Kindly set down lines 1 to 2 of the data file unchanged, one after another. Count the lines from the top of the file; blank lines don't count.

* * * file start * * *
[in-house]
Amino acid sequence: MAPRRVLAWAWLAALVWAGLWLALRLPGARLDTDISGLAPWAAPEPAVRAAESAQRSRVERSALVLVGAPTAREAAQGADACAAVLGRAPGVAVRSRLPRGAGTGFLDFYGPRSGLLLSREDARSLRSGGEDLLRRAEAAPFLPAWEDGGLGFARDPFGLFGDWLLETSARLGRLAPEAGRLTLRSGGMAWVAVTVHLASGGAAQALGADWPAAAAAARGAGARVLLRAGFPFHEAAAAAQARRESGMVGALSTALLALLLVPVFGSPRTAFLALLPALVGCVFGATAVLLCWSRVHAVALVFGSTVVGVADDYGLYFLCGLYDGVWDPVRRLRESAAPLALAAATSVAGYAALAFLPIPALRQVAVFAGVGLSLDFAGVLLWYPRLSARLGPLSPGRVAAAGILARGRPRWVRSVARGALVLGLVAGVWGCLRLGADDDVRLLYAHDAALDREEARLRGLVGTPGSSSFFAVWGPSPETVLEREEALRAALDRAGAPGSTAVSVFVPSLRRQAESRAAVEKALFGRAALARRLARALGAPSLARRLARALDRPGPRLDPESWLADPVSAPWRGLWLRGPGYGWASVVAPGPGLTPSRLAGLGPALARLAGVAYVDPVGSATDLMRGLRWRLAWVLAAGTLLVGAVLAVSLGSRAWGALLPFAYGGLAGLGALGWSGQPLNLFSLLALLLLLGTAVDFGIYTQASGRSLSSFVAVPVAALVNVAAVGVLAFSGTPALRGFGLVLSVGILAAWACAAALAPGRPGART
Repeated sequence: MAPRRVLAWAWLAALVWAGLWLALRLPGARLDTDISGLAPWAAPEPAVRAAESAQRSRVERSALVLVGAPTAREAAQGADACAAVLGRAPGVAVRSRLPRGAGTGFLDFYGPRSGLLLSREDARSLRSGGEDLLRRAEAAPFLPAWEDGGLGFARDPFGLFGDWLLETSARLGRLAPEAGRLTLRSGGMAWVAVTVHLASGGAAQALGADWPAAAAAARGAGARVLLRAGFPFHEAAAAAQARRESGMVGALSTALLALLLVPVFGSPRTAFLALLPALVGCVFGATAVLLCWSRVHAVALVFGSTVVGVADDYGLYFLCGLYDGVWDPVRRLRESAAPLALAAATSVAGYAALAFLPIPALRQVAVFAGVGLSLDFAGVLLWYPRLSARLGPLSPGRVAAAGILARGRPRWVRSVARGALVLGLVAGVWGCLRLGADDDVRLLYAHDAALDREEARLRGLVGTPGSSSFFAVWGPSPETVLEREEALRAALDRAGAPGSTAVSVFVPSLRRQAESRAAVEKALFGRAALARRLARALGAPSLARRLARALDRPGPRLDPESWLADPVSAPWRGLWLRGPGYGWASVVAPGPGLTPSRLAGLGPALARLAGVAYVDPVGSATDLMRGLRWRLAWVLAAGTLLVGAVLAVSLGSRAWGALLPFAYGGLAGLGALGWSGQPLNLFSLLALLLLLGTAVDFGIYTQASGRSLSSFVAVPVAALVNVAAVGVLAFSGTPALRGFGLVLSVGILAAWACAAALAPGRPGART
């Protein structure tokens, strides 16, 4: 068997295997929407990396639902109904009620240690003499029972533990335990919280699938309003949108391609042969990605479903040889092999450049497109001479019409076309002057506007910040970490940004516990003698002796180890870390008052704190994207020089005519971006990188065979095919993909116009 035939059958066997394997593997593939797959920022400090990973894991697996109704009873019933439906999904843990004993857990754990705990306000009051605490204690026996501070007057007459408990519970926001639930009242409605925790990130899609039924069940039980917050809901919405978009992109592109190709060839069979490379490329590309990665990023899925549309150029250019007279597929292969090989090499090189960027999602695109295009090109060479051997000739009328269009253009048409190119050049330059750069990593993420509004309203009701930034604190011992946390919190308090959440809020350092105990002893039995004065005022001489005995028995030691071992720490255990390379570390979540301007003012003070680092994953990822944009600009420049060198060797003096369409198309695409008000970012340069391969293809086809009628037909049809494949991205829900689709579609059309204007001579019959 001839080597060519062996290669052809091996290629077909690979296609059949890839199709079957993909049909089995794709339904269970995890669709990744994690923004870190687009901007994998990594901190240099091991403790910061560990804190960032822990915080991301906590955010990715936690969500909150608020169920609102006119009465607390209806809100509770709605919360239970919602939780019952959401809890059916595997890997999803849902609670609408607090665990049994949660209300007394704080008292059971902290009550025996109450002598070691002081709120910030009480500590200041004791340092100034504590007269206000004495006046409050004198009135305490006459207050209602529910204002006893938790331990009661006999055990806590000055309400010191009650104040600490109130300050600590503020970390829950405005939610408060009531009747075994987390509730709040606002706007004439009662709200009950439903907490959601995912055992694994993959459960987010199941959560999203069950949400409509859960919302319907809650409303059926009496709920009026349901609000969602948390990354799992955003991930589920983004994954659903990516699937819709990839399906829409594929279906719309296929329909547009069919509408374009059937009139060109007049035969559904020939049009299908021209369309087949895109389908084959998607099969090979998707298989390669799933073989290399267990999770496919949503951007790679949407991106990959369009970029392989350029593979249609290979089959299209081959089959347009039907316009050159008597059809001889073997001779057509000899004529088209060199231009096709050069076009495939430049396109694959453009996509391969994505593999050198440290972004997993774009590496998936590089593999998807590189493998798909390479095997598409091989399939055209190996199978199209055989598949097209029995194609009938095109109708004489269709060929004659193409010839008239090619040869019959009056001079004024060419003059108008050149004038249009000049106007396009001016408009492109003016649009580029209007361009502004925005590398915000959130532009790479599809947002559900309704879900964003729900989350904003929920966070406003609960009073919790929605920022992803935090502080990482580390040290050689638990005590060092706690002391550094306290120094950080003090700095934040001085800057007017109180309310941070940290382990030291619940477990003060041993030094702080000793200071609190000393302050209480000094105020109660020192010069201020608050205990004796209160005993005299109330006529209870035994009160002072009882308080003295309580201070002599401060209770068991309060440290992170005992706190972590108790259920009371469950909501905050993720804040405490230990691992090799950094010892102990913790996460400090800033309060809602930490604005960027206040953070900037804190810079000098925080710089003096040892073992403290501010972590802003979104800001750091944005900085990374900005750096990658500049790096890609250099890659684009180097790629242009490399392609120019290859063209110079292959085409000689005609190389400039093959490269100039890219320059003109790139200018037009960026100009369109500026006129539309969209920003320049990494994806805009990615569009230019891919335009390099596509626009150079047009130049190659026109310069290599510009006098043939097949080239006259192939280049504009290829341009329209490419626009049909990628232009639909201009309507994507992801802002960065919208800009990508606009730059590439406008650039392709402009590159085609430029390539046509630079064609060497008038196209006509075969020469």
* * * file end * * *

[in-house]
Amino acid sequence: MAPRRVLAWAWLAALVWAGLWLALRLPGARLDTDISGLAPWAAPEPAVRAAESAQRSRVERSALVLVGAPTAREAAQGADACAAVLGRAPGVAVRSRLPRGAGTGFLDFYGPRSGLLLSREDARSLRSGGEDLLRRAEAAPFLPAWEDGGLGFARDPFGLFGDWLLETSARLGRLAPEAGRLTLRSGGMAWVAVTVHLASGGAAQALGADWPAAAAAARGAGARVLLRAGFPFHEAAAAAQARRESGMVGALSTALLALLLVPVFGSPRTAFLALLPALVGCVFGATAVLLCWSRVHAVALVFGSTVVGVADDYGLYFLCGLYDGVWDPVRRLRESAAPLALAAATSVAGYAALAFLPIPALRQVAVFAGVGLSLDFAGVLLWYPRLSARLGPLSPGRVAAAGILARGRPRWVRSVARGALVLGLVAGVWGCLRLGADDDVRLLYAHDAALDREEARLRGLVGTPGSSSFFAVWGPSPETVLEREEALRAALDRAGAPGSTAVSVFVPSLRRQAESRAAVEKALFGRAALARRLARALGAPSLARRLARALDRPGPRLDPESWLADPVSAPWRGLWLRGPGYGWASVVAPGPGLTPSRLAGLGPALARLAGVAYVDPVGSATDLMRGLRWRLAWVLAAGTLLVGAVLAVSLGSRAWGALLPFAYGGLAGLGALGWSGQPLNLFSLLALLLLLGTAVDFGIYTQASGRSLSSFVAVPVAALVNVAAVGVLAFSGTPALRGFGLVLSVGILAAWACAAALAPGRPGART